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Public interest demands an independent commission of inquiry  into the botched murder trials in the past three years cause by sloppy police investigation and prosecution to restore public confidence in the system of justice

Media Statement (2) 
by Lim Kit Siang  


(Parliament, Friday) : Inspector-General of Police Tan Sri Musa Hassan has ordered an inquiry into the botched investigation of the murder of a 21-year-old in 2003 which led to the case being thrown out of court  on Wednesday. 

Judge Datuk V.T. Lingam of the Ipoh High Court  made very scathing comments on the prosecution’s “miserable” failure to establish a prima facie case against the five men charged with the killing of engineering student Mohd Hosni Fadzil Mohd Amin, and questioned the police’s sense of urgency and sloppy investigation as the delay resulted in material gaps in the prosecution’s case as crucial evidence may have been removed, destroyed or tampered with. 

Federal Criminal Investigation Department director Datuk Christopher Wan Soo Kee, who is to head the police inquiry, admitted to “weaknesses” in the case which he said were unacceptable. 

This is not the first case where the police and prosecution had been chastised by judges for sloppy investigation and prosecution, resulting  in high-profile criminal cases being  thrown out of court even before the accused is called to make his defence. 

There had been quite  a spate of such embarrassing cases recently, most notably: 

  • Fu Xian Juang murder trial in September 2005, where the three accused were acquitted without defence being called.  High Court judge Datuk Abdul Musa said there were clear unresolved doubts and unanswered questions to the prosecution’s case.
  • Datuk Norjan Khan Bahadar murder trial in August 2004 where the accused was acquitted when High Court judge Datuk Ian Chin noted that there was little evidence to prove that the accused knew the victim.
  • Noritta Samsuddin murder trial in July 2004 where the Court of Appeal judge Datuk Mokhtar Sidin rapped police invesgators, noting “gaping holes” in the case against the accused. To establish a prima facie case, the prosecution had to prove that death had occurred, that the accused was responsible for Noritta’s death and that the act was done with the intention of causing her death. The Court of Appeal said the only fact proven was that Noritta was dead.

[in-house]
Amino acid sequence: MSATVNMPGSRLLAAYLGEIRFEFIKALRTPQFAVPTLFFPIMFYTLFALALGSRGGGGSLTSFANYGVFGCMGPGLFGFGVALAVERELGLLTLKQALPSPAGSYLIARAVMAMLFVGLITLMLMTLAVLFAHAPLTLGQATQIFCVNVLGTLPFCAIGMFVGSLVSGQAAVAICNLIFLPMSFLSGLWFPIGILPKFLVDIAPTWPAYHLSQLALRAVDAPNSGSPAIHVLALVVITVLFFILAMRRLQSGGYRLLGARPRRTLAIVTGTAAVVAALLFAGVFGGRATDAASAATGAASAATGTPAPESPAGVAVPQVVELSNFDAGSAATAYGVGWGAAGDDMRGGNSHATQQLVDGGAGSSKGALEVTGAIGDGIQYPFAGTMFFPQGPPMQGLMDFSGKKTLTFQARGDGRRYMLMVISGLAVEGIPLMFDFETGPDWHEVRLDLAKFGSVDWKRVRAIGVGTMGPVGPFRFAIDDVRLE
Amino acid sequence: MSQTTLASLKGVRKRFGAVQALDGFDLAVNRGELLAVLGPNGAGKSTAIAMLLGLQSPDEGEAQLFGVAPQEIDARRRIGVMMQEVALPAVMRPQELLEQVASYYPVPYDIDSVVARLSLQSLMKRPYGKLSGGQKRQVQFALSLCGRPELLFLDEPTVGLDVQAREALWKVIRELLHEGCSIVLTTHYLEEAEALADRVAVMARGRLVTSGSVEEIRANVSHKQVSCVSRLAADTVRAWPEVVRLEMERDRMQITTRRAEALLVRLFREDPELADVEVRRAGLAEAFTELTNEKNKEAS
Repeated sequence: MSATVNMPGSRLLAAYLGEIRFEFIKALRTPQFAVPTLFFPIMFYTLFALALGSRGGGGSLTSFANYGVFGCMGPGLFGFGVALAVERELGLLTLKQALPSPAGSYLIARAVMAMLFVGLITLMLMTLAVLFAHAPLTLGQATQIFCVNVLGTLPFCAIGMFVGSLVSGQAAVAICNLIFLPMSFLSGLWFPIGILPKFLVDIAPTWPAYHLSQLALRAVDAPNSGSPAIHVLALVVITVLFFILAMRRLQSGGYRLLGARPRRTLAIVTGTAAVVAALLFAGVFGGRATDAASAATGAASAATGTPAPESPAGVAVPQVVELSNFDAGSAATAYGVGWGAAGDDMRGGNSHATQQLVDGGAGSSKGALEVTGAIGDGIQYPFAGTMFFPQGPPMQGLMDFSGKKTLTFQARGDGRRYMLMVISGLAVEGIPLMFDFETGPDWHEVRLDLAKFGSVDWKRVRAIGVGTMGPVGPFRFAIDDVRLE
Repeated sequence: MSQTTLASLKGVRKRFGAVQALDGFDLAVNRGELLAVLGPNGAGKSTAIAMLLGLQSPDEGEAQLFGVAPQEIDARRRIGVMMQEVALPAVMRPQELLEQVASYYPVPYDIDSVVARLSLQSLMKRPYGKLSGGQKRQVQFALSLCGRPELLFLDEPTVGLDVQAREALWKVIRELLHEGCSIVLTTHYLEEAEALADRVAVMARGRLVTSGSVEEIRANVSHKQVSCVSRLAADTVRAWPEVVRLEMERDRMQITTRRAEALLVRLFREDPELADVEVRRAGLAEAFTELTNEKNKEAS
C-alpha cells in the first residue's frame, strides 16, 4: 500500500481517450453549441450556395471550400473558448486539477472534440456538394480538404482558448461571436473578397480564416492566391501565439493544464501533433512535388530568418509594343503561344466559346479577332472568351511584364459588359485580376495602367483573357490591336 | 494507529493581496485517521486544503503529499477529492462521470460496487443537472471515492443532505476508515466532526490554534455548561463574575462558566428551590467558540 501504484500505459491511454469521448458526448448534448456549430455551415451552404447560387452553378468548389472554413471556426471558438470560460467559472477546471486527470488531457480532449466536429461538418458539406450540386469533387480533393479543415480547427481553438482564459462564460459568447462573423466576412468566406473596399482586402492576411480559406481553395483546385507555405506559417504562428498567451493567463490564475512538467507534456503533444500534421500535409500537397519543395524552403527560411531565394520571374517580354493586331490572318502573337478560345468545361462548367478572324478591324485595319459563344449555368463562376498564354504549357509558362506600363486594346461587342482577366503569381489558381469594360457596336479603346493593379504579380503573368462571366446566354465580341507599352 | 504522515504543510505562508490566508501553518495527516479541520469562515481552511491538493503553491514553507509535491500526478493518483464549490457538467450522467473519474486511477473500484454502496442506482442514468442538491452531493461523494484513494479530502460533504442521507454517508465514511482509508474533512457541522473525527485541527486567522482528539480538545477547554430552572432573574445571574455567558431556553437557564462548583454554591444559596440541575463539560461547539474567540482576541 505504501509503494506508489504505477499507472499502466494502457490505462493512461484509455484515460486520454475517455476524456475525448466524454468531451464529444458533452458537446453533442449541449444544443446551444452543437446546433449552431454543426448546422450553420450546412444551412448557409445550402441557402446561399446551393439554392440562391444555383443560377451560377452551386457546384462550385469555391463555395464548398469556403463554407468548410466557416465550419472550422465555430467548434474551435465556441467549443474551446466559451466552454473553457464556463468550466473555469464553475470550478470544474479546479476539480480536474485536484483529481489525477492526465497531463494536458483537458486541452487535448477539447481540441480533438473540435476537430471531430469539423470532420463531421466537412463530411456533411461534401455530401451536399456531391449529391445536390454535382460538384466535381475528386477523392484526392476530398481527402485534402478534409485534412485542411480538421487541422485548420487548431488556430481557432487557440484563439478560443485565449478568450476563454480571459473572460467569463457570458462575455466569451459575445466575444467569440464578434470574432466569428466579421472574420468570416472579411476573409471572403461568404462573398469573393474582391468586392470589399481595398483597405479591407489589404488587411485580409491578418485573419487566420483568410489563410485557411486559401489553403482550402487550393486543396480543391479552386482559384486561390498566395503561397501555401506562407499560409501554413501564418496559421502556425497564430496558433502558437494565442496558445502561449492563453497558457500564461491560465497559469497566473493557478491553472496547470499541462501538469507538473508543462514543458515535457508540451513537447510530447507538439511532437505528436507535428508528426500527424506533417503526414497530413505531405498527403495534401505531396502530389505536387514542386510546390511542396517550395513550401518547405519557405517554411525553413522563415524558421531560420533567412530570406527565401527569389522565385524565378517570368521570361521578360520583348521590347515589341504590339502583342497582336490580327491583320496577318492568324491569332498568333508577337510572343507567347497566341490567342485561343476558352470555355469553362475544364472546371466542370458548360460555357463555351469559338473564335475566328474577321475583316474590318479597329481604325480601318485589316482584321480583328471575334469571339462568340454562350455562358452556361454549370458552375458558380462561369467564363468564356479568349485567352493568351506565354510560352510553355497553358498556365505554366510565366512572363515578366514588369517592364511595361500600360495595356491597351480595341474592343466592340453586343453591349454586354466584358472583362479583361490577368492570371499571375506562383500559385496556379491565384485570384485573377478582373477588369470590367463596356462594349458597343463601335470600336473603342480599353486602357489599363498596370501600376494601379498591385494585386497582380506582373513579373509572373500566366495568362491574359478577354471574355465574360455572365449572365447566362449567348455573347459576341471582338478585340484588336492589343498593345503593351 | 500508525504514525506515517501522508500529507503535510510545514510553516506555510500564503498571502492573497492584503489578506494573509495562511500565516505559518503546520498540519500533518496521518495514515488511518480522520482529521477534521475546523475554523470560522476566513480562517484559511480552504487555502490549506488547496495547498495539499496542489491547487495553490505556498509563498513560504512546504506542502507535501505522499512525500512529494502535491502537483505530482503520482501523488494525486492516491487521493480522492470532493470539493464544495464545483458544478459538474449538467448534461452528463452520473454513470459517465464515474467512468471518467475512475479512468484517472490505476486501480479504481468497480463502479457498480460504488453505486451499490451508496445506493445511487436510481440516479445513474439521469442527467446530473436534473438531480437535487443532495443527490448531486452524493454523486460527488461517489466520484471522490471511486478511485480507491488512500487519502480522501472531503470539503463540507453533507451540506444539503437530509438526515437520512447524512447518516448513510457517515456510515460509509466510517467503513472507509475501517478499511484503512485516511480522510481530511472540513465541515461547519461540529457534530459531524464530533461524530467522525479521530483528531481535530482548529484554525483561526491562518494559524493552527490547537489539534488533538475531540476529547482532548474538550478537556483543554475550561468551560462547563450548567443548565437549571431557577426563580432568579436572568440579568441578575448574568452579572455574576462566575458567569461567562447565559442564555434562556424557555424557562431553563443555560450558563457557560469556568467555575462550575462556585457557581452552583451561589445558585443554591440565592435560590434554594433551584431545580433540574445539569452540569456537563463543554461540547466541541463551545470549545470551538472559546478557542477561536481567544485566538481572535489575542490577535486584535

• Lee Kin Chong murder trial in October 2003, where Ipoh High Court judge Datuk V.T. Singham acquitted the two accused, chastising police for conducting shoddy identification parades.
  • Lee Yew Chuan murder trial in July 2003 where Penang High Court judge Datuk Mohd Noor Abdullah acquitted the two accused, lambasting a medical officer and the investigating officer for their “lackadaisical attitude” and “shoddy job”.

Malaysians still remember that after the highly embarrassing case of the  Fu Xian Juang murder trial being thrown out of court without defence being called, the Attorney-General Tan Sri Gani Patail announced that there would be a slew of drastic proposals  to ensure that when the prosecution team steps into the courtroom, they are better prepared.  Clearly these slew of drastic proposals to end sloppy prosecution had not worked. 

Public confidence in the professionalism and integrity of the police and the prosecution in high-profile criminal cases have been greatly shaken by the bungling of the  Mohd Hosni Fadzil murder trial. 

An independent commission should be establish to conduct a full investigation both into the sloppy police investigation and prosecution of botched murder trials and  high-profile criminal  cases  in the past three years to restore public confidence in the system of justice in the country.


*  Lim Kit Siang, Parliamentary Opposition Leader, MP for Ipoh Timur & DAP Central Policy and Strategic Planning Commission Chairman

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